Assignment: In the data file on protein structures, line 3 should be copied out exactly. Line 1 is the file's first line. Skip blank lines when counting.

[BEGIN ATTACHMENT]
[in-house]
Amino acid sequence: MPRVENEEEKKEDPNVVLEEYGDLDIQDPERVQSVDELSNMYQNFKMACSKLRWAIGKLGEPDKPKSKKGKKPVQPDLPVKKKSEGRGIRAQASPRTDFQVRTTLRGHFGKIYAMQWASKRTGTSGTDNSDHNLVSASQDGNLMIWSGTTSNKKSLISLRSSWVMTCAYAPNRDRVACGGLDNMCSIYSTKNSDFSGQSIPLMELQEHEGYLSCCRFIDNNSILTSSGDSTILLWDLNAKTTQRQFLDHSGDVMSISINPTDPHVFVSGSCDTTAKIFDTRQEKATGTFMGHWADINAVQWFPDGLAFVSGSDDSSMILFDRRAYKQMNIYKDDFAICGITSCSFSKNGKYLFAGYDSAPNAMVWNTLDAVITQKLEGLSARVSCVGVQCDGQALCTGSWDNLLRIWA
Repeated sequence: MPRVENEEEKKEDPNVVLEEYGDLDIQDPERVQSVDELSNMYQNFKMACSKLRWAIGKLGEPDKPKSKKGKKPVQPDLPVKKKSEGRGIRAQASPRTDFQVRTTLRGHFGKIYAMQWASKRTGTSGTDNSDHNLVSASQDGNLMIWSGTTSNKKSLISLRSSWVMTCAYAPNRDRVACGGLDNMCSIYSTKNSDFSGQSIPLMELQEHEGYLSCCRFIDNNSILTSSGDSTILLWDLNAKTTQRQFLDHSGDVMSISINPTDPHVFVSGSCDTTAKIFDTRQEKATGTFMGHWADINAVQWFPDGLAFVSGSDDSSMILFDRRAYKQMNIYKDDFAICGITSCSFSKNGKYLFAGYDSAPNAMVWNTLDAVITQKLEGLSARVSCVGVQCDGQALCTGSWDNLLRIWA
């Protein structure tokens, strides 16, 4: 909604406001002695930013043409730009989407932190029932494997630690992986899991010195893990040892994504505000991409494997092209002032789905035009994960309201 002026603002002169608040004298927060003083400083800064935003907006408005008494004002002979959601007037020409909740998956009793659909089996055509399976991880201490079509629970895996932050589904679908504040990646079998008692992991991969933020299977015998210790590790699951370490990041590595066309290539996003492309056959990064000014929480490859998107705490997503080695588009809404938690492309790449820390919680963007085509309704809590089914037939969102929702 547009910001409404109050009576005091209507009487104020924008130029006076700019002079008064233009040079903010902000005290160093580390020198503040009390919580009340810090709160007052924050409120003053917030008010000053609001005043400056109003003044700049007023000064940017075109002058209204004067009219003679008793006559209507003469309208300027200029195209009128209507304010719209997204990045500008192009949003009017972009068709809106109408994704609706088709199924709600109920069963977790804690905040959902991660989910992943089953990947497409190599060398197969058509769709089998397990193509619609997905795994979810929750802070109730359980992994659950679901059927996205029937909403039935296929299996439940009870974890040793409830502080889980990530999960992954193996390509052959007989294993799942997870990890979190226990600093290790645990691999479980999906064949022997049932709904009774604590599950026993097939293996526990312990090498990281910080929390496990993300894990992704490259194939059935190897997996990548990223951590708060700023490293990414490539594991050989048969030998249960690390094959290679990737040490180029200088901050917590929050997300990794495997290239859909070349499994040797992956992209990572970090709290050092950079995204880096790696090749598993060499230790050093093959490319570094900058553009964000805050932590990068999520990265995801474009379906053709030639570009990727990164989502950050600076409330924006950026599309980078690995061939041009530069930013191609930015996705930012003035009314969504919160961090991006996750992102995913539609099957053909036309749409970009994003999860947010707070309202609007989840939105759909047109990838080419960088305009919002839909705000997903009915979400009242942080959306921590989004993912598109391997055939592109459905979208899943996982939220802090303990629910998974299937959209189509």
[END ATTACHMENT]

Repeated sequence: MPRVENEEEKKEDPNVVLEEYGDLDIQDPERVQSVDELSNMYQNFKMACSKLRWAIGKLGEPDKPKSKKGKKPVQPDLPVKKKSEGRGIRAQASPRTDFQVRTTLRGHFGKIYAMQWASKRTGTSGTDNSDHNLVSASQDGNLMIWSGTTSNKKSLISLRSSWVMTCAYAPNRDRVACGGLDNMCSIYSTKNSDFSGQSIPLMELQEHEGYLSCCRFIDNNSILTSSGDSTILLWDLNAKTTQRQFLDHSGDVMSISINPTDPHVFVSGSCDTTAKIFDTRQEKATGTFMGHWADINAVQWFPDGLAFVSGSDDSSMILFDRRAYKQMNIYKDDFAICGITSCSFSKNGKYLFAGYDSAPNAMVWNTLDAVITQKLEGLSARVSCVGVQCDGQALCTGSWDNLLRIWA